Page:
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Pielęgniarstwo Chirurgiczne i Angiologiczne/Surgical and Vascular Nursing
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vol. 15
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The mortality ratio and the validity of the original EuroSCORE in patients over the age of 70 undergoing cardiovascular surgery

Ekin İlkeli
Ali Cemal Duzgun

Düzce State Hospital, Düzce, Turkey
Ankara Training and Research Hospital, Ankara, Turkey
Pielęgniarstwo Chirurgiczne i Angiologiczne 2021; 3: 130-134
Data publikacji online: 2021/09/09
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The progressive elevation in the ratio of aging population and improvement in the surgical management tools resulted in the increased proportion of cardiac procedures being performed in patients aged 70 years and older [1]. Recent data reports an increased incidence of octogenarians among the cardiovascular surgery patients in developing countries. In a recent study, the early death rate was 2%, and a high rate of complications has been reported for cardiac surgery. Common complications reported in the elderly include mediastinal bleeding, tamponade, bleedings requiring transfusions, heart rhythm disorders, low cardiac output, prolonged mechanical ventilation, and pneumonia [2]. With a higher life expectancy, this newly introduced specific population requires alterations of some surgical indications due to their higher risk of major complications or mortality. The biological status of the patient should be taken into account for risk stratification alongside the chronological age to identify the surgical risk and adverse outcomes. The gradual ageing of the world’s population presents significant challenges to social, economic, and public health. Advances in surgical procedures and perioperative treatment have, on the other hand, made it possible to treat elderly patients with an acceptable degree of risk. Thus, the age of patients undergoing cardiac surgery has substantially risen in recent years [3].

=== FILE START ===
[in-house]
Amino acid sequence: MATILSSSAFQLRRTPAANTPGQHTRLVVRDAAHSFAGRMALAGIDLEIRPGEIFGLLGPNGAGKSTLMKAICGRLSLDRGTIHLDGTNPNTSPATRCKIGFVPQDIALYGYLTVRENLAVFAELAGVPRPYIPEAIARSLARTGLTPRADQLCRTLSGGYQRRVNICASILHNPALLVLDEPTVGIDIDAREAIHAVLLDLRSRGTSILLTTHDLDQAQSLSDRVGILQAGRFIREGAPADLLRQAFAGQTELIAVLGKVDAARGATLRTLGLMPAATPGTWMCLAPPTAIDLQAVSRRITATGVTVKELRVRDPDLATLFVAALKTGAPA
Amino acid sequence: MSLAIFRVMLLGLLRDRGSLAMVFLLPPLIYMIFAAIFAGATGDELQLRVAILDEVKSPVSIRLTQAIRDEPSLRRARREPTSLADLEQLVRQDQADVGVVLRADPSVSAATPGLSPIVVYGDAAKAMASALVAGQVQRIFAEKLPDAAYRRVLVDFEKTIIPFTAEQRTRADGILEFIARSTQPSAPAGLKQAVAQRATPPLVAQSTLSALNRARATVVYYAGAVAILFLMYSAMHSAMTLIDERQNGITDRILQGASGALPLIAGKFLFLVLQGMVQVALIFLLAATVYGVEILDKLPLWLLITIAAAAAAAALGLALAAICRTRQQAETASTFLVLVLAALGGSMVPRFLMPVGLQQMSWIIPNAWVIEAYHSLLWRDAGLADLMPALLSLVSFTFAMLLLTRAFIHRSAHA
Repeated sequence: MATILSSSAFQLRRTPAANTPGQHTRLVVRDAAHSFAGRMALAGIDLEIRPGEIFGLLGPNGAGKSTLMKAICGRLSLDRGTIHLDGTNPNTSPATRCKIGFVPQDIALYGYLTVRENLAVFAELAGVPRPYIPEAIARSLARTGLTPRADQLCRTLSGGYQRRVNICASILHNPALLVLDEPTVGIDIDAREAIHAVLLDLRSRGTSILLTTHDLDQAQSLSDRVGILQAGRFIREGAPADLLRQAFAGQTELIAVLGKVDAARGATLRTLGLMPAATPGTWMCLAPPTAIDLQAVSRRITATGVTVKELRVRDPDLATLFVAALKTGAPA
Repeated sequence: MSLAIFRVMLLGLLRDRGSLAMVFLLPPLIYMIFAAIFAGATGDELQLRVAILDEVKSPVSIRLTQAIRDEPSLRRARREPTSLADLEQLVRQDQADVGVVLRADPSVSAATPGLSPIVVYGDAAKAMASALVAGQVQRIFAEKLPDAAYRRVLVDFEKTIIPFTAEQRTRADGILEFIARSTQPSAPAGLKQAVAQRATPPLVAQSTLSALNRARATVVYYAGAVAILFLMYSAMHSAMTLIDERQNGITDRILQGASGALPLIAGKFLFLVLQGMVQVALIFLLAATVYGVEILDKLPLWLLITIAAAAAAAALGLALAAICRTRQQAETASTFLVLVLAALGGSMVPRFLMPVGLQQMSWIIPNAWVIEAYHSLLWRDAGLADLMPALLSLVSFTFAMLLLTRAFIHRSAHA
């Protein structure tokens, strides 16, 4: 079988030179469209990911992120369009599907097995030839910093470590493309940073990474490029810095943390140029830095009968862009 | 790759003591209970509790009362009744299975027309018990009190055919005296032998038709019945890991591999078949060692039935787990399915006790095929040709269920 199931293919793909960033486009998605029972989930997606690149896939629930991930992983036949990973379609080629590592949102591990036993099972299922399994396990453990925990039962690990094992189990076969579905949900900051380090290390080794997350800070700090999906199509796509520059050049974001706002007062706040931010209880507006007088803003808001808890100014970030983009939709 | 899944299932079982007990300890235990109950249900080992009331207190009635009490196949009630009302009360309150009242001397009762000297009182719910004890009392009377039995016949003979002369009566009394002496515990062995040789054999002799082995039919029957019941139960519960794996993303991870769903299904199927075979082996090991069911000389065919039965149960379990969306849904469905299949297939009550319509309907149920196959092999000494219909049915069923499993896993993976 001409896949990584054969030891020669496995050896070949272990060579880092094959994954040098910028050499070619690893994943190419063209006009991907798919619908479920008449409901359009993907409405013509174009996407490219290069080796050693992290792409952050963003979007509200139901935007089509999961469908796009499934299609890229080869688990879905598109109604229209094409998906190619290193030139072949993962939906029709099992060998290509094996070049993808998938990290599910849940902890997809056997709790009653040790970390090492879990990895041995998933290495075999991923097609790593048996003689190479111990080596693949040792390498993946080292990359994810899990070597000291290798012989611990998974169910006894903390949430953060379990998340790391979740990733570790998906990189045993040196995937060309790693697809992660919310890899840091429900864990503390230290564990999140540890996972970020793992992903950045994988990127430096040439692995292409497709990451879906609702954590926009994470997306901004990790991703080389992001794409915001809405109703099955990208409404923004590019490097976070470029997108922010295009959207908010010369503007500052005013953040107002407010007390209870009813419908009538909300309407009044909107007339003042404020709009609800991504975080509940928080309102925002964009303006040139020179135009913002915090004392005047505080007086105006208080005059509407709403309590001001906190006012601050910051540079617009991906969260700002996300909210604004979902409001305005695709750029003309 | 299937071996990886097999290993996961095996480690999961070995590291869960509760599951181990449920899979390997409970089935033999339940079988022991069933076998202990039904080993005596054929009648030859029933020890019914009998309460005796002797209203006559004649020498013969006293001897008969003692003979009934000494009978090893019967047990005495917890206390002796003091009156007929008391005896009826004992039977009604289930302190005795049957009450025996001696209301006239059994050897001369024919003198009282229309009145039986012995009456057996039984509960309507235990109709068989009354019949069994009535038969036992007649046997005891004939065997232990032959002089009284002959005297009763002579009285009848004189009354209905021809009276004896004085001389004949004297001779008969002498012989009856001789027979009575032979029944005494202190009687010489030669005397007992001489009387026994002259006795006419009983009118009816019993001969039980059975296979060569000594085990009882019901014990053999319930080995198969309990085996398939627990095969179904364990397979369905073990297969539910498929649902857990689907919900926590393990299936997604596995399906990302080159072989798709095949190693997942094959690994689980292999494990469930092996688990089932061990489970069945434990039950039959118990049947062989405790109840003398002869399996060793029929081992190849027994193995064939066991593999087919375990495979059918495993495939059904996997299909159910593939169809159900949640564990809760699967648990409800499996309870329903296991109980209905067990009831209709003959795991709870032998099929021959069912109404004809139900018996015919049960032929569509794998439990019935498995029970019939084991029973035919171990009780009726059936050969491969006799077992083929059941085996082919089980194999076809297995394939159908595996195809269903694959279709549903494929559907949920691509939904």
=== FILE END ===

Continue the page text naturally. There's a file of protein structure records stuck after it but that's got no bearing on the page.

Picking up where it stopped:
The literature shows that elderly patients who underwent cardiac surgery experienced postoperative haemodynamic instability. Preoperative training by nurses has been reported to reduce postoperative complications [4]. Although the European Cardiac Operative Risk Assessment System (EuroSCORE) was reported to overestimate mortality at a score level of ≤6, it is still a widely used tool for cardiac operative risk evaluation [5]. The aim of the current study was to evaluate the performance of the EuroSCORE in predicting mortality in patients aged 70 years and older undergoing elective cardiovascular surgery procedures at our institution, and to present the data on deceased patients and their specifications.

Material and methods

We retrospectively reviewed 112 patients aged 70 years and older who underwent elective surgery for isolated coronary artery bypass graft (CABG), isolated aortic valve replacement (AVR), isolated mitral valve surgery, combined AVR and CABG, combined carotid endarterectomy and CABG, and other procedures (Bentall, abdominal aortic aneurysm) at a state hospital clinic in Turkey. We evaluated the hospital data of 112 patients who underwent elective surgery procedures in our cardiovascular clinic between April 2018 and September 2019. The demographics and diagnosis and treatment schemes of the patients were reviewed from retrospective records. All the patients were informed about the procedure in detail and provided written informed consent at enrolment. The study protocol was reviewed and approved by the institutional Ethics Committee (E-58230125-000-383, Düzce State Hospital).